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Government Announce Plans to Improve Autism Care and Support

oliver-and-paula

Government Announce Plans to Improve Autism Care and Support

Source: National Autistic Society
The Government has announced plans which could improve the health and wellbeing of autistic people across England. The plans include:
  • honouring their commitment to make sure all health and care staff receive training on autism, with £1.4 million funding to develop and test new training
  • reviewing the cases of all autistic people in mental health hospitals.

The Health and Social Care Secretary Matt Hancock has also revealed that he has asked for advice about changing the way mental health law applies to autistic people.

We know from our recent research with the All Party Parliamentary Group on Autism that two in three autistic people don’t get the support they need. This is one of the reasons autistic children and adults end up at much greater risk of physical and mental health problems.

So today’s plans are welcome and will make a difference. But they must go further to finally end the scandal of autistic people being detained in mental health hospitals. We urge all political parties to make sure their manifestos include plans to invest in social care and community services – and to review the definition of autism in mental health law.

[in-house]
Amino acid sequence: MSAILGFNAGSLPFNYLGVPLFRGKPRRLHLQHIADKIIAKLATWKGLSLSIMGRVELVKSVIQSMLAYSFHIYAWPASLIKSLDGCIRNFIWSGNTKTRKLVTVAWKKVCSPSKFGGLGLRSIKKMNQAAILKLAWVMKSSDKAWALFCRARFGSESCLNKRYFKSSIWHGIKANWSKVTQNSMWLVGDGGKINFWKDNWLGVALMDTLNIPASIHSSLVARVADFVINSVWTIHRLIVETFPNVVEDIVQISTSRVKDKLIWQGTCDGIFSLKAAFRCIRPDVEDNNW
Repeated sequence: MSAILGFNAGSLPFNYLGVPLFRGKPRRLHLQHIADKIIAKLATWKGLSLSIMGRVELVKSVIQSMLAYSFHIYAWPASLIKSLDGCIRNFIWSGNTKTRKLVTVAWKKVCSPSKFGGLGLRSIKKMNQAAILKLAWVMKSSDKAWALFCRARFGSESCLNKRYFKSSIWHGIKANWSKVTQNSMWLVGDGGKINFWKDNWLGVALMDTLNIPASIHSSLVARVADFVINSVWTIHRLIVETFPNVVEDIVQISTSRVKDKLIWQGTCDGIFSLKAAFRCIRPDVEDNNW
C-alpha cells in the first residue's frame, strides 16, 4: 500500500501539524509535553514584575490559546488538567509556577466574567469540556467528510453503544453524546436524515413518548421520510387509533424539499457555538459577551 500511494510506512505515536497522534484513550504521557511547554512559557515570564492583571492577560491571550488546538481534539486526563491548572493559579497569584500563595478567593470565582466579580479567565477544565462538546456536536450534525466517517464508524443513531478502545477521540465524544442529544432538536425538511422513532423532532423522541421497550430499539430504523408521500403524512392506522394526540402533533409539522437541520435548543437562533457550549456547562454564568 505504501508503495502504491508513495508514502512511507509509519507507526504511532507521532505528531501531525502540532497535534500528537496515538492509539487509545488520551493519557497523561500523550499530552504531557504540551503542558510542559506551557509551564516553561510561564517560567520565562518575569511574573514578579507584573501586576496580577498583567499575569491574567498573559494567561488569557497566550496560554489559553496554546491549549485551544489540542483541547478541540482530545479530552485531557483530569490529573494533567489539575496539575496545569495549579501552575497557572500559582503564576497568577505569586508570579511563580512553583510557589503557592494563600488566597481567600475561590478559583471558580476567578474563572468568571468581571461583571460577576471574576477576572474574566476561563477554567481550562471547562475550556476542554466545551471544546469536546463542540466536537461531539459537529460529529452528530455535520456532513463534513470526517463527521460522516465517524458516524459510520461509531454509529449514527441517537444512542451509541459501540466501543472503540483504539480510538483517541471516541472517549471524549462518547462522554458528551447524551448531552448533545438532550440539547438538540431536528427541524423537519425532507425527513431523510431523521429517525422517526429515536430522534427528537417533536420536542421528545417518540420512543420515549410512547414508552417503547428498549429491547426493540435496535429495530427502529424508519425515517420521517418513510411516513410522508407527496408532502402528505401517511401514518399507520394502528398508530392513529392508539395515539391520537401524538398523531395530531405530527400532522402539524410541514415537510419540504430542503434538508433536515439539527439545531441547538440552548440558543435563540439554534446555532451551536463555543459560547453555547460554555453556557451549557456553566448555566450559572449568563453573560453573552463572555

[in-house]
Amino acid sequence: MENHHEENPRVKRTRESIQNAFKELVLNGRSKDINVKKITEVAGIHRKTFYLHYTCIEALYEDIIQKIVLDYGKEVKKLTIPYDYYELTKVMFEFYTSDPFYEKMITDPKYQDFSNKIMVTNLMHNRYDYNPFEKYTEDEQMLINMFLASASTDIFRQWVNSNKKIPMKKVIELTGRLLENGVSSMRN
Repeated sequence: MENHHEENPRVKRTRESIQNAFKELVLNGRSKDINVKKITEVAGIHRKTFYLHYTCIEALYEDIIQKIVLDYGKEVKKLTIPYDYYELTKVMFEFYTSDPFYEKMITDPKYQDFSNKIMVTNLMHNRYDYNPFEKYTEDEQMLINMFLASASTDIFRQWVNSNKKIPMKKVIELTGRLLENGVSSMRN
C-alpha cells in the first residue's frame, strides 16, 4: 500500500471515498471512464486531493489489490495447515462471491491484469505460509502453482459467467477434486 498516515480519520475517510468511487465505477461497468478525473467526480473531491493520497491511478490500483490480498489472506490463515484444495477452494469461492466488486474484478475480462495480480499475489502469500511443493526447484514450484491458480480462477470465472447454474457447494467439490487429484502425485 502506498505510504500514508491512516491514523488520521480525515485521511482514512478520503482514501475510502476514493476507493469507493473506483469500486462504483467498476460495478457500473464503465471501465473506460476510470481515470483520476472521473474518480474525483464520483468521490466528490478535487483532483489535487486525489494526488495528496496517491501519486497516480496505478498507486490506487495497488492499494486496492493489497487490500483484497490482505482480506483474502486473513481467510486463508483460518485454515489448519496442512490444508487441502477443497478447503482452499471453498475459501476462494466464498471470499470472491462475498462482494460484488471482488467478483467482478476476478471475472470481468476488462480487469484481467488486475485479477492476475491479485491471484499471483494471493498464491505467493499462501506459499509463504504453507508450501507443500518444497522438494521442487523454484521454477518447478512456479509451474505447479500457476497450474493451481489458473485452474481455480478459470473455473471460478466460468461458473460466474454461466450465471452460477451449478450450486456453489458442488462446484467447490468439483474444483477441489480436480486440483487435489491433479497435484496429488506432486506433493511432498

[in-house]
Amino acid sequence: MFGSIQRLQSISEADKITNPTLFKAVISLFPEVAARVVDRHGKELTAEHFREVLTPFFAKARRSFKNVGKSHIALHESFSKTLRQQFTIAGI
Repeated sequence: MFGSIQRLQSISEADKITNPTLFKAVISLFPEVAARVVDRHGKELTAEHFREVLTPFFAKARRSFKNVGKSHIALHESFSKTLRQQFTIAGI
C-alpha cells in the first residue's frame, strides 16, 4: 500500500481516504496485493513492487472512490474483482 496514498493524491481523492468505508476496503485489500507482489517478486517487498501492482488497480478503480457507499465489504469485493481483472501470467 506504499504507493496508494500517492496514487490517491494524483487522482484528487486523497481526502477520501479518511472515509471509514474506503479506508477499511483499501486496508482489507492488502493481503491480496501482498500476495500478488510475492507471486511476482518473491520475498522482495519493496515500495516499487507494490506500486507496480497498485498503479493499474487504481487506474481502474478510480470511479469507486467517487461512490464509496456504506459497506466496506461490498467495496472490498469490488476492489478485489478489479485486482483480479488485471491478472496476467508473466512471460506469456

What’s been announced

We’re really pleased that the Government is going to be rolling out mandatory autism training for all health and care staff, finally living up to its duties in the Autism Act. Back in November 2018, the Minister for Care, Caroline Dinenage, committed to making this happen during a Parliamentary debate organised in response to a petition by Paula McGowan. Paula has been campaigning for better autism training since the tragic death of her son, Oliver, in 2016. Thousands of autistic people and their families, as well as our charity, backed this petition and made the Government take action. You can read Paula and Oliver’s story on NHS England’s website.

The Government will be extending duties on the NHS and councils to make sure all staff – from receptionists and hospital doctors, to care workers and social workers – get the training they need to properly support autistic people. Our recent research has shown that at the moment, professional understanding is worryingly low. Only 11% of autistic people told us hospital doctors understand autism, while 10% said this for social workers. The plans announced today, and the funding being provided to roll this out, should mean health and care staff understand autistic people better and know how to adapt their care.

Addressing the mental health crisis

The other part of the announcement is about addressing the increasing number of autistic people reported to be in mental health hospitals, with over 1000 autistic people now in stuck there. Just last week, the Joint Committee on Human Rights published a damning report showing how autistic children and adults were being let down by the NHS and social care.